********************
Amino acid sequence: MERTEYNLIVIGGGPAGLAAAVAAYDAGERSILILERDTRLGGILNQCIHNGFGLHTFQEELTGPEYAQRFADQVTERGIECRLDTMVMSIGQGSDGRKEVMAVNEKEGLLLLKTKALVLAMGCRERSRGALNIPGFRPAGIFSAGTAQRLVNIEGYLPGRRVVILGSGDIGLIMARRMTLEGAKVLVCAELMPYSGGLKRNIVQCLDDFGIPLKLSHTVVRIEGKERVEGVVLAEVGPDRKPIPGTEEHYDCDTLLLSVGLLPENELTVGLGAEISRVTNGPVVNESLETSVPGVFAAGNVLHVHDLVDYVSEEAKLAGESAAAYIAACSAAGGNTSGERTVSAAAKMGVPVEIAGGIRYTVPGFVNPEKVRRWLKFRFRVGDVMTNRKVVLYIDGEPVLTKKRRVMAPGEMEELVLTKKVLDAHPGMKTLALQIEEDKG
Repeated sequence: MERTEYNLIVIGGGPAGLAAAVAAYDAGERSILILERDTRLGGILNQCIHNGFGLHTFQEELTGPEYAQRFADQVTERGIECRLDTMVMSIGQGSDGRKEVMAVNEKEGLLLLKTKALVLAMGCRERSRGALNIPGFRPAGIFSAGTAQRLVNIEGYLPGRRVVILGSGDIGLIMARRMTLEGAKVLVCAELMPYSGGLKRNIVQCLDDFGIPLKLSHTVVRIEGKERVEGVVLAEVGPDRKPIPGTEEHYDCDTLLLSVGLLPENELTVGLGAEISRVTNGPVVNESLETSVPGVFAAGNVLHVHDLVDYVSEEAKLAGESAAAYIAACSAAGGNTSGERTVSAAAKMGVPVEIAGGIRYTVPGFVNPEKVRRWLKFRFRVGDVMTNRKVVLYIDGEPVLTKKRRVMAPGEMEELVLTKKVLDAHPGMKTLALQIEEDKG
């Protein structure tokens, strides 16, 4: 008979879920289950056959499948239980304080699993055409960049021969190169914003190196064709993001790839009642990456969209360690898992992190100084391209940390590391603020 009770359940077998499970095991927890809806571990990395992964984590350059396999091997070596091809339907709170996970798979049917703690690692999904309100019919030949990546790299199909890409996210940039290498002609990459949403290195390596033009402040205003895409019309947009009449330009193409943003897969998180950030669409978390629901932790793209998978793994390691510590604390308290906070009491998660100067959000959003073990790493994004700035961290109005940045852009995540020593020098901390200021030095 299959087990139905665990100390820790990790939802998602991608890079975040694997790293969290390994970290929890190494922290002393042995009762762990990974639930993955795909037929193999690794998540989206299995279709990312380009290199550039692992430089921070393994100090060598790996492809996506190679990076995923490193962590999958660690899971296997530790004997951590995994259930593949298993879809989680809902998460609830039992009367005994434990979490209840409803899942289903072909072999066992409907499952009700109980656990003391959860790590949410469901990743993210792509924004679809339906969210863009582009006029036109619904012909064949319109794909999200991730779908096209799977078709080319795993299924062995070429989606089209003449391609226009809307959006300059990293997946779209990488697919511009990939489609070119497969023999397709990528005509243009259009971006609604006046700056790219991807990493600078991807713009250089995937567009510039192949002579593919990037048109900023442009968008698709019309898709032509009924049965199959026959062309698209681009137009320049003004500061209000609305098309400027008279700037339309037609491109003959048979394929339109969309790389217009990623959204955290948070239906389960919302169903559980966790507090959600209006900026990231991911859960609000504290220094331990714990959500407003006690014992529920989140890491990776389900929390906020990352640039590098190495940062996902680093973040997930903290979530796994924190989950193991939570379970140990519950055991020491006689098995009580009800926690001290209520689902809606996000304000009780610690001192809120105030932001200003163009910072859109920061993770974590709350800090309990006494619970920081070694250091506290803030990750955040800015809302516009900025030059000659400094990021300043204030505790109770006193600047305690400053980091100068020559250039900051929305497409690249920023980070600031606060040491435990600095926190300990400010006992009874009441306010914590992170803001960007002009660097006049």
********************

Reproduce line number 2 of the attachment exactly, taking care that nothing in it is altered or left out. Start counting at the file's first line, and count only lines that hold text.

Repeated sequence: MERTEYNLIVIGGGPAGLAAAVAAYDAGERSILILERDTRLGGILNQCIHNGFGLHTFQEELTGPEYAQRFADQVTERGIECRLDTMVMSIGQGSDGRKEVMAVNEKEGLLLLKTKALVLAMGCRERSRGALNIPGFRPAGIFSAGTAQRLVNIEGYLPGRRVVILGSGDIGLIMARRMTLEGAKVLVCAELMPYSGGLKRNIVQCLDDFGIPLKLSHTVVRIEGKERVEGVVLAEVGPDRKPIPGTEEHYDCDTLLLSVGLLPENELTVGLGAEISRVTNGPVVNESLETSVPGVFAAGNVLHVHDLVDYVSEEAKLAGESAAAYIAACSAAGGNTSGERTVSAAAKMGVPVEIAGGIRYTVPGFVNPEKVRRWLKFRFRVGDVMTNRKVVLYIDGEPVLTKKRRVMAPGEMEELVLTKKVLDAHPGMKTLALQIEEDKG